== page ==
Concept | Code samples#

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In this lesson, we’ll take a look at some common ways you can create and use code samples, including:

  • In notebooks and code recipes.

  • In the Lab.

  • In a webapp.

Dataiku provides code samples that are available to all projects on the same instance. Code samples are “starter” code–snippets that illustrate the steps to perform a specific task and help developers get started.

Slide presenting concept of code samples in Dataiku.


Each type of notebook in Dataiku allows you to use and add code samples. For example, in a Jupyter notebook, you can click Code Samples to start searching the code snippets available on your Dataiku instance.

Let’s say you want to find code samples that you can use to merge Pandas DataFrames. To do this, search for``dataframe`` to view results where this term is either part of the title or description.

You can also search by tag. For example, you can select the tags, “Pandas”, “Combine”, and “Dataframe”, to help narrow down your search results.


Dataiku displays the code sample, including any variations, along with its documentation.

Once you insert this code, it becomes part of your script.

Adding a code sample#

You can add code samples wherever code samples are found. For example, you can add a new code sample in the code samples of your notebook.

To do this, click + Add Your Own, then type a descriptive title and description (both are searchable). Then, apply tags to make it even more discoverable by others. The default option is “share with other users”.

You can add additional information that might help others understand the purpose and usage of your code snippet.

Then, finally, add the core code of your code sample including any variants.


Code variants make sense when it isn’t possible to create a single code snippet that covers all use cases.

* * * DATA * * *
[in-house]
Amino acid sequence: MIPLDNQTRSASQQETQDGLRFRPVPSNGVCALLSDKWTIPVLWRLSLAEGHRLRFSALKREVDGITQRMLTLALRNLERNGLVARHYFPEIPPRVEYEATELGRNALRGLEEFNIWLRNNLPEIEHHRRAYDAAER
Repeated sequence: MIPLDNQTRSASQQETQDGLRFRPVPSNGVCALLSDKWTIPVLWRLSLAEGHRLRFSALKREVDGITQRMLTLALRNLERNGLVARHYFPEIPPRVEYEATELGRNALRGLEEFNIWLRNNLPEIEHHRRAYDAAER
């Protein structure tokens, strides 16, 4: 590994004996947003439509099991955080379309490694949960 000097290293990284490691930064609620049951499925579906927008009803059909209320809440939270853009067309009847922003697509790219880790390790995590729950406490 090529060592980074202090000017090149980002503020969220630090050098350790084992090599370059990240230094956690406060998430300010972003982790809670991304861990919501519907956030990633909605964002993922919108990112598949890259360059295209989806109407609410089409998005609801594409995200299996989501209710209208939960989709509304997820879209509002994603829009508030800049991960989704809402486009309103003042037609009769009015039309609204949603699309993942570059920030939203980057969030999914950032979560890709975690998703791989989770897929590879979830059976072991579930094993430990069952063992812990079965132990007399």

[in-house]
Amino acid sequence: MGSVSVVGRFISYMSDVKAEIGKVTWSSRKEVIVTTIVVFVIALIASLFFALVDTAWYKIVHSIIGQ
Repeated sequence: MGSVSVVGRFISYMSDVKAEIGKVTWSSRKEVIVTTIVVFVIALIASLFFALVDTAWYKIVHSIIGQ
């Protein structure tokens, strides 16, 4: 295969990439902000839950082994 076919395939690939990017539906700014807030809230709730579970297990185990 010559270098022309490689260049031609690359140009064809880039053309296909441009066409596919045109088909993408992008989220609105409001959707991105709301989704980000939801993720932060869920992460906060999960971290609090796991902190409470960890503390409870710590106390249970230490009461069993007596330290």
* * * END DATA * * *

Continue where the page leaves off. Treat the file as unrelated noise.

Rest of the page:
Dataiku makes your code sample immediately available to all users on the same instance.

Code recipes#

In code recipes, you can find Code Samples by visiting the Code tab of the recipe.

Code samples work much the same way as in your notebook. For example, you can enter a search term and apply tags to narrow down the search. You can then select to insert the snippet into your code.

Visual machine learning in the lab#

Visual Machine Learning in the Lab is another place you can use and create code samples.


Custom algorithms#

Let’s start by looking at custom algorithms.

When designing your machine learning model, you can select to add a custom Python model in the Custom Python model window. From there, you can add a custom Python model code sample.


Custom model metrics#

In visual ML, you can also define your own Custom Model Metrics.

Once defined, Dataiku will use this custom metric to decide which model is best. In other words, it is the metric for which the model hyperparameters will be optimized.

Although there are no default code samples for custom metrics, you can create your own that will be available to you and your team.

When creating custom model metrics, Dataiku gives you access to predefined functions that you can configure, such as “Lift” and “Cost matrix”.


Custom preprocessing of text features#

Another way to use code samples in your visual analysis is custom preprocessing of text features.

When handling a text feature, you can select custom preprocessing. Then, you can write your own code to handle the preprocessing of the values in this text column.

One requirement is that your code must create a “processor” object that will be responsible for processing the data.

Once your custom processing code is defined, you will have the ability to save it as a code sample.



Finally, let’s look at webapps.

Code samples make it easier to reproduce a webapp from one project to another.

You can use code samples when working with Bokeh, Shiny, and standard webapps.

Code Samples are found in the Edit mode of the webapp.

For example, you could insert a code sample that can be used to “Add a Button”.


What’s next?#

Check out the other lessons included in this course!

You might also be interested in visiting Code in Dataiku where you can learn more about code notebooks and recipes, or Custom ML Models where you’ll learn more about custom preprocessing and custom modeling using visual ML.